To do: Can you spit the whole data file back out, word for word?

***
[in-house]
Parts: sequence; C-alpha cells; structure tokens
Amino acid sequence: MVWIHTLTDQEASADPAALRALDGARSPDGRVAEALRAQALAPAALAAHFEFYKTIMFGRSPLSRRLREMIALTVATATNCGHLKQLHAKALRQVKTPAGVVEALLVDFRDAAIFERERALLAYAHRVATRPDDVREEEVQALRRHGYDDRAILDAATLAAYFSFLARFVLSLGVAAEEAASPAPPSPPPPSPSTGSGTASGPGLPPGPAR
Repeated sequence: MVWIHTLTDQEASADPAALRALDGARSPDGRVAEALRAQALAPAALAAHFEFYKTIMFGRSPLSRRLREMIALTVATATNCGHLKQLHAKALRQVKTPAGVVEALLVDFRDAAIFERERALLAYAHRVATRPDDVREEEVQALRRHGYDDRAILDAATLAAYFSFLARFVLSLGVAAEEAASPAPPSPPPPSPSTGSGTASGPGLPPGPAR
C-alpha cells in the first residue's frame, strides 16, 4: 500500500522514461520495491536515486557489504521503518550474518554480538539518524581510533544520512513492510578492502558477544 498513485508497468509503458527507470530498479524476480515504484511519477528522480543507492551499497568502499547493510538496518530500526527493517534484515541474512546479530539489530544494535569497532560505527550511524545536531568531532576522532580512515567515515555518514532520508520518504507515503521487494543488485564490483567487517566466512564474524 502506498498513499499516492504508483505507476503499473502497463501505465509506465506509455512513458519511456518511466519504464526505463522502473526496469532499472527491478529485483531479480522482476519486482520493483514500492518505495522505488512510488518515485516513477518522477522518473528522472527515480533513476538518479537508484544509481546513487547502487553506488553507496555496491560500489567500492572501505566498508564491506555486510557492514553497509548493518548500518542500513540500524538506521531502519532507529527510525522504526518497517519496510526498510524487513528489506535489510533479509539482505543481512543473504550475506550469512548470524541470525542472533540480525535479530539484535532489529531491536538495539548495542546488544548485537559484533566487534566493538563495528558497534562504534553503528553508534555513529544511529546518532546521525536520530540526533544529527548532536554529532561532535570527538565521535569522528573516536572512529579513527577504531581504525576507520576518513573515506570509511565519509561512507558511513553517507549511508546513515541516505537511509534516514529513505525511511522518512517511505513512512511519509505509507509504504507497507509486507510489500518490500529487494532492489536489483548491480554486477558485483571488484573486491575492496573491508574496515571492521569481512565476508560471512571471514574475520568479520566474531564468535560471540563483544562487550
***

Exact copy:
[in-house]
Parts: sequence; C-alpha cells; structure tokens
Amino acid sequence: MVWIHTLTDQEASADPAALRALDGARSPDGRVAEALRAQALAPAALAAHFEFYKTIMFGRSPLSRRLREMIALTVATATNCGHLKQLHAKALRQVKTPAGVVEALLVDFRDAAIFERERALLAYAHRVATRPDDVREEEVQALRRHGYDDRAILDAATLAAYFSFLARFVLSLGVAAEEAASPAPPSPPPPSPSTGSGTASGPGLPPGPAR
Repeated sequence: MVWIHTLTDQEASADPAALRALDGARSPDGRVAEALRAQALAPAALAAHFEFYKTIMFGRSPLSRRLREMIALTVATATNCGHLKQLHAKALRQVKTPAGVVEALLVDFRDAAIFERERALLAYAHRVATRPDDVREEEVQALRRHGYDDRAILDAATLAAYFSFLARFVLSLGVAAEEAASPAPPSPPPPSPSTGSGTASGPGLPPGPAR
C-alpha cells in the first residue's frame, strides 16, 4: 500500500522514461520495491536515486557489504521503518550474518554480538539518524581510533544520512513492510578492502558477544 498513485508497468509503458527507470530498479524476480515504484511519477528522480543507492551499497568502499547493510538496518530500526527493517534484515541474512546479530539489530544494535569497532560505527550511524545536531568531532576522532580512515567515515555518514532520508520518504507515503521487494543488485564490483567487517566466512564474524 502506498498513499499516492504508483505507476503499473502497463501505465509506465506509455512513458519511456518511466519504464526505463522502473526496469532499472527491478529485483531479480522482476519486482520493483514500492518505495522505488512510488518515485516513477518522477522518473528522472527515480533513476538518479537508484544509481546513487547502487553506488553507496555496491560500489567500492572501505566498508564491506555486510557492514553497509548493518548500518542500513540500524538506521531502519532507529527510525522504526518497517519496510526498510524487513528489506535489510533479509539482505543481512543473504550475506550469512548470524541470525542472533540480525535479530539484535532489529531491536538495539548495542546488544548485537559484533566487534566493538563495528558497534562504534553503528553508534555513529544511529546518532546521525536520530540526533544529527548532536554529532561532535570527538565521535569522528573516536572512529579513527577504531581504525576507520576518513573515506570509511565519509561512507558511513553517507549511508546513515541516505537511509534516514529513505525511511522518512517511505513512512511519509505509507509504504507497507509486507510489500518490500529487494532492489536489483548491480554486477558485483571488484573486491575492496573491508574496515571492521569481512565476508560471512571471514574475520568479520566474531564468535560471540563483544562487550